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Hello everyone I have Been building a Haunted house for the past few years fro the annual Halloween party but never made the haunt Public I want to start but I have worries fire hazzardsbulding codes people triping etc I do not know where to start in creating it Anybody Know Any past experiences with having a non profit home haunt:rolleyes:
 

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My husband "Jake from State Farm" haha (he's an insurance sup) is always against this idea. I have always wanted to as well and a haunted woods in the back yard and I'm always shut down and told someone will sue us, that I have no idea from the insurance standpoint. lol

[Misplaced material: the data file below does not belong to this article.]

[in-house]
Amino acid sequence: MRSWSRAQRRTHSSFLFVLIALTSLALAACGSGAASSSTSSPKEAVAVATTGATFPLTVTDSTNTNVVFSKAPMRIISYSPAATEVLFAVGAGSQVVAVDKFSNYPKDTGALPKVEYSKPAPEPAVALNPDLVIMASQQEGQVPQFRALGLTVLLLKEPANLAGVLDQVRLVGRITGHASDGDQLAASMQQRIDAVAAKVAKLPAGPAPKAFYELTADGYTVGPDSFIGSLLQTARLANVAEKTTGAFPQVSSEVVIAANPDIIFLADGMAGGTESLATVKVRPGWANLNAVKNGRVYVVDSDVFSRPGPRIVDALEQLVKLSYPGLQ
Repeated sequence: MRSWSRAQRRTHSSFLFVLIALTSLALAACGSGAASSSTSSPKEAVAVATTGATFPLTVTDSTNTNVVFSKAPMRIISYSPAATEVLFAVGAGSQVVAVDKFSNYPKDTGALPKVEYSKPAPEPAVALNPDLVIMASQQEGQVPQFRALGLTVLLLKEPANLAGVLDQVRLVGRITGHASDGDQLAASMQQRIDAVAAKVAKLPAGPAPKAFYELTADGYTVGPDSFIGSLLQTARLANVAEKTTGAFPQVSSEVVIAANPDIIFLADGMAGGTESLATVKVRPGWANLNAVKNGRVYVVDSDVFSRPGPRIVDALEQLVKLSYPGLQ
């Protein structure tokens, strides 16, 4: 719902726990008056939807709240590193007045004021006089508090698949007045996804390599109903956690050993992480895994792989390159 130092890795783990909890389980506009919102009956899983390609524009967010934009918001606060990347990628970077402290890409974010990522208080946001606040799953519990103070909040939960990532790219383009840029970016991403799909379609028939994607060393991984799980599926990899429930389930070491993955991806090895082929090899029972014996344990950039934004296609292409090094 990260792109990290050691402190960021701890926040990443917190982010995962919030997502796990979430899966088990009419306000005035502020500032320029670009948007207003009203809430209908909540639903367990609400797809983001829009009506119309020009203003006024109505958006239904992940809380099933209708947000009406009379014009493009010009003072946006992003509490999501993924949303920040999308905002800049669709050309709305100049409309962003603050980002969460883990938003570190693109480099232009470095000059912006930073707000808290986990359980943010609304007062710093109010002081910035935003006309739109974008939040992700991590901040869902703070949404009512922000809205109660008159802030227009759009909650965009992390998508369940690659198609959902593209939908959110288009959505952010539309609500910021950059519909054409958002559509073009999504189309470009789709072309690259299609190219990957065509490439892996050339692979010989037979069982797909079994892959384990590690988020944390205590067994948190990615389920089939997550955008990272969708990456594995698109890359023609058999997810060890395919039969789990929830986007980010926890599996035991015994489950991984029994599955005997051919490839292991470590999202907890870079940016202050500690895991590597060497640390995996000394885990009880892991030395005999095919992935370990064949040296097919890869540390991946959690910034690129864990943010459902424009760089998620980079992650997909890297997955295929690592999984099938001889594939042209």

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There are a number of threads on the forum about the hazards of doing an open to the pubic haunt. Here is a link to an old going pro thread... a lot will still apply to home haunts - http://www.halloweenforum.com/general-halloween/140463-going-pro.html